More and more I realize the genius of this game: it is crunchy in every single sense of the word.
Various things of note: slidy roadie run. Slo-mo action while in the air. A morphing suit. Giant mechs. Is it just me, or do the voices sound like the voice actors from Gears of War, too? Lastly, HAVE SOME JUICE.
Talking about Western games vs Eastern games is all the rage right now. It will all reach critical mass once we start talking about east vs west RPGs using motion controls while viewed in 3D, as told by Peter Molyneux when speaking about how amazing Fable III will be. Then, we will kill all the infidels and this wretched monster will fade silently away into the moonlight. Yes, that is how it will be.
Not one to squander an opportunity to get yet another person’s opinion on the East VS West debate, Joystiq’s interview with Shinji Mikami dabbles briefly on the same tried and true territory. On the subject of why development focus seems to be moving toward the western market, Shinji states that “So, at the most basic level as a Japanese person it does make me kind of sad. Right now the Japanese market and the Western market in terms of games are very different. And on a personal level I enjoy Western games a lot more. And, so, even if I make a game that is closer in taste to the Western market, the Japanese audience doesn’t really appreciate it too much.” Shinji thinks that Capcom is one of the only companies out there that can create games which successfully appeal to both markets.”
On the subject of Vanquish, Shinji had a few interesting things to say. For example, why is Vanquish called Vanquish? Why, its elementary my dear, says Shinji: “Vanquish,” the word obviously has to do with conquest and destruction. In any war there’s always a winning side and a losing side, there’s winners and losers, but one of the themes in the story is, what makes a true victor in any conflict? And so that’s where the name ties in.” Makes a lot of sense to me! He also lets out that Vanquish places gameplay over story, which might explain
Yup, everything makes sense now. As for influences, “Maybe The Rock, Nicolas Cage.”
Lastly, Shinji reveals initial concerns regarding player’s ability to identify with the main character. “Actually, that is one of the largest concerns that I had early on in production where I was afraid that the players wouldn’t be able to identify with the character. That’s actually why the facemask comes off. So you can see the main character’s face from time to time. That’s why we did that, because we were afraid that people wouldn’t be able to identify with him.” Which is strange, because, we’ve already had a bunch of very iconic characters–like Samus and Master Chief–which we grew to love despite the inability to see what they looked like. In fact, not being able to see the face makes it easier to slip into the “blank slate” character, no?
So, since I’m assuming that you have to take off the mask to smoke…is the smoking “feature” included to help us “identify” with the character more closely, too?
Andriasang has an interview with Vanquish’s director, Shinji Mikami that elucidates on some interesting new details about the game. As per usual, we bring these details to you!
The game, unsurprisingly, has its own take on bullet time/witch time/pig tiems. It’s called AR time, and using it will heat up your suit. We have no idea what AR stands for, but since mullet time is almost always cheating–I mean, cmon, people can’t keep up with you!–we’re going to call it “Action Replay.” You can equip up to three weapons, and these weapons can be ranked up. One such way, one weird way, might I add, is that once your ammo is at full capacity, any extra ammo that you pick up will go toward the increase of the weapon’s rank.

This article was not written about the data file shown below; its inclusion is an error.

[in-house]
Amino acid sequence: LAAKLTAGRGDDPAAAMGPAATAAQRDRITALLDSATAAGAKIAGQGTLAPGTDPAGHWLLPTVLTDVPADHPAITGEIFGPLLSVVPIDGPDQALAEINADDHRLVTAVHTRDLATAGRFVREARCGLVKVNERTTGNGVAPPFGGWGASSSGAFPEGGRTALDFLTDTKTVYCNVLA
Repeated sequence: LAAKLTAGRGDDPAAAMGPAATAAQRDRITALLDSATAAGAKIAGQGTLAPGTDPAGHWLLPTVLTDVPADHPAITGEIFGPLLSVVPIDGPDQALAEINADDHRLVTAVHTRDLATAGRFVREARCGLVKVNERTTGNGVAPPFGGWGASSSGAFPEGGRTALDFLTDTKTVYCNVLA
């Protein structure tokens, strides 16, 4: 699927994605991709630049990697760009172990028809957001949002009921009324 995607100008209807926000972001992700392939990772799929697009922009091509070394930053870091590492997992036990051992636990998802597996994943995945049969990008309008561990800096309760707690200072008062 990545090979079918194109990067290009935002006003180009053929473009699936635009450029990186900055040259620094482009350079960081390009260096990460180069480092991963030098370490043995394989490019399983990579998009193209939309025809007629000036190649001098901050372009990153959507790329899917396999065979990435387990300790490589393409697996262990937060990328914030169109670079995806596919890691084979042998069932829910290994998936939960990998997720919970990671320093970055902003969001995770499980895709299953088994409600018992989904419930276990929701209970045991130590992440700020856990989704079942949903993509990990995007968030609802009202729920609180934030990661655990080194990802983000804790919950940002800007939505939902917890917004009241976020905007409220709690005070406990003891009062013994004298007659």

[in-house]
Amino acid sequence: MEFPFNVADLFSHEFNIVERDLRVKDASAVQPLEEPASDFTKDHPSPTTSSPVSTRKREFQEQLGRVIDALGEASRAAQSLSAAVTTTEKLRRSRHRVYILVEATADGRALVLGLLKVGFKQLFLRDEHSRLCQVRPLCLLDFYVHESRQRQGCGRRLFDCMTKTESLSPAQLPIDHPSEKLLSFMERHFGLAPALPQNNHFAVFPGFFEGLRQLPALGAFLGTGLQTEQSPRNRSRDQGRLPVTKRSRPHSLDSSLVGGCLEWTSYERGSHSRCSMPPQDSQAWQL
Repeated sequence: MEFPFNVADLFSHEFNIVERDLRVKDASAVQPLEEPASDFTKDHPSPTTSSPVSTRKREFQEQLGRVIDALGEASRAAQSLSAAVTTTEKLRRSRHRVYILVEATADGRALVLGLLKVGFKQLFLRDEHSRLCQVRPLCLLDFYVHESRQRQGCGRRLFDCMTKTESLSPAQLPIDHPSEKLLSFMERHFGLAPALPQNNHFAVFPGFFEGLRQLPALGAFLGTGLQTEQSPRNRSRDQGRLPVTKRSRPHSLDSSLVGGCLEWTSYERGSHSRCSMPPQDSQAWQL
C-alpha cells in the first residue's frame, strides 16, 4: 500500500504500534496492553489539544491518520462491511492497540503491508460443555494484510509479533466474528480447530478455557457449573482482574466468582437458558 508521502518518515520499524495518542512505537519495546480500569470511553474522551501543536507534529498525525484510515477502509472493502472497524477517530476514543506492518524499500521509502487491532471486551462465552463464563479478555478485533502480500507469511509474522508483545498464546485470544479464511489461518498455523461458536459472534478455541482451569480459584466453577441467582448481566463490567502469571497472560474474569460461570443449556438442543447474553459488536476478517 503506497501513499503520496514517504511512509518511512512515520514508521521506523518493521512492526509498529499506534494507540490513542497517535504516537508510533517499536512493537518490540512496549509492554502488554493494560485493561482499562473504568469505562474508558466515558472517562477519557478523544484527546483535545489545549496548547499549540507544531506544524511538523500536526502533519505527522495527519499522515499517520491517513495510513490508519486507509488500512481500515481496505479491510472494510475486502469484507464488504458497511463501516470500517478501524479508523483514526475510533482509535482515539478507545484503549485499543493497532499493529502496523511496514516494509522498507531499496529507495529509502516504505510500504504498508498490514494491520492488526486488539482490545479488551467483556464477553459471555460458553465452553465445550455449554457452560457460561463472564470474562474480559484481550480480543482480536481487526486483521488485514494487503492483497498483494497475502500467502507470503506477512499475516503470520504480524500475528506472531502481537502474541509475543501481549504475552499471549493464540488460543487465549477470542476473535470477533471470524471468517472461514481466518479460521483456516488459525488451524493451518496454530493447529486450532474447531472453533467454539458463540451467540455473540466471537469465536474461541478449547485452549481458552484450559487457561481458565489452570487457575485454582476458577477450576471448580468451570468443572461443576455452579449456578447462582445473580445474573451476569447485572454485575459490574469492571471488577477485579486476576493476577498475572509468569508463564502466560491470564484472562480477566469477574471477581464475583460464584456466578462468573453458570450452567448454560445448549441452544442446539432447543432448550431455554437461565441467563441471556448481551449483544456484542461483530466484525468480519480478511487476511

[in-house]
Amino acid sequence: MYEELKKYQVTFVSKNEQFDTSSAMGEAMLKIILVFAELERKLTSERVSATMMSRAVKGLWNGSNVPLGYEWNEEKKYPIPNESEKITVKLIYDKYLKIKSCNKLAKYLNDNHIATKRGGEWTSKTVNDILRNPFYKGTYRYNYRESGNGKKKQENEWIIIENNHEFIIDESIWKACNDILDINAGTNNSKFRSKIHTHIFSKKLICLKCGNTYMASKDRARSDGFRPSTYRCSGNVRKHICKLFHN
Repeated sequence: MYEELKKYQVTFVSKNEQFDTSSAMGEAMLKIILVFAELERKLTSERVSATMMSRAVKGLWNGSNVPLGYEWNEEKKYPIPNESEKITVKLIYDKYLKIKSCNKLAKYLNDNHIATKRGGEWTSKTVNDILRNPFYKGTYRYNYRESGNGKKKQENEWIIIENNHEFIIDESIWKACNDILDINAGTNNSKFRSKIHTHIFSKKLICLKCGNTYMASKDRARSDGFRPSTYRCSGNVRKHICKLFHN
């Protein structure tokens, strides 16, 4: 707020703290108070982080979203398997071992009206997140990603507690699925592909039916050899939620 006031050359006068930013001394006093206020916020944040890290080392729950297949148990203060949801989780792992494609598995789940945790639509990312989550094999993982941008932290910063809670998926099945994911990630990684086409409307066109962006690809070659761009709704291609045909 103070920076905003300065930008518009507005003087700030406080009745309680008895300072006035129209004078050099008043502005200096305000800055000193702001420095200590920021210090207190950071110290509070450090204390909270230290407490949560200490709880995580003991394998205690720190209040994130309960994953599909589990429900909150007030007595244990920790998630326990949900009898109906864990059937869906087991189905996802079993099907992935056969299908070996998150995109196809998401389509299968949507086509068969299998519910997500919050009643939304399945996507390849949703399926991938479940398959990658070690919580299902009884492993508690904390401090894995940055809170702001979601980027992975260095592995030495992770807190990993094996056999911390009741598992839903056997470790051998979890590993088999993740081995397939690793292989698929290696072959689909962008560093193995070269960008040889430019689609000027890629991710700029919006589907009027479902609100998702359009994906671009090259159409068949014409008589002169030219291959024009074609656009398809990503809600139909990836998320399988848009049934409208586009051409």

The game will be largely inorganic, Shinji stating that the closest thing to a more natural setting is something that “resembles” a forest. Actually, it’s probably the Amazon forest in the future. Someone owes me something if I’m right. Other more natural elements will be visible during play, though, it just doesn’t sound as if they will be a setting for you to explore.
Shinji warned that people who look for getting a high score on “medium” enemies should note that they will probably not come out of those encounters alive. “You won’t have time to look at score while you play,” he said. That sounds a bit…lame, then, because why make it take up precious HUD space if it’s not something we’ll have time to look at? Shinji also tells us that there is no aim-assist on normal–that’s something only available on easy. He says that “We felt that this game would be more suited to a more difficult setting rather than something that can be played easily.” Hey, sounds fine to me. The game is made for people who play a lot of games, and while this approach is exclusive to “normal” folks, with such a huge focus toward casual gamers in the industry as of late, I’ll take anything I can get.
In a more “cooler” note, and I say cooler because we all know that people who smoke are cool, one of the game’s…features? Let’s say features. One of the game’s features is that you can smoke during combat. It doesn’t sound as if smoking will damage your health, ala MGS, but it still has an effect. When you toss a cigarette, enemy robots will react to it for some strange reason and try to attack you. So really, it’s like an aggro stick or something for the more douchey among us. You can smoke up to three times per stage, though Shinji says that “”When actually playing the game, I don’t think you’ll have time to smoke a cigarette.” Well, fuck that. I’m smoking my damn cigarettes because I’m a smooth motherfucker. Persona 3 said so.
Stay tuned as we bring you more details on Vanquish!
If we didn’t convince you that Vanquish is awesome last time, we’re going to keep trying until that is the only thought your brain is capable of thinking. We have two choice videos for you: an interview with the director, Shinji Mikami, and a video showing actual Vanquish gameplay.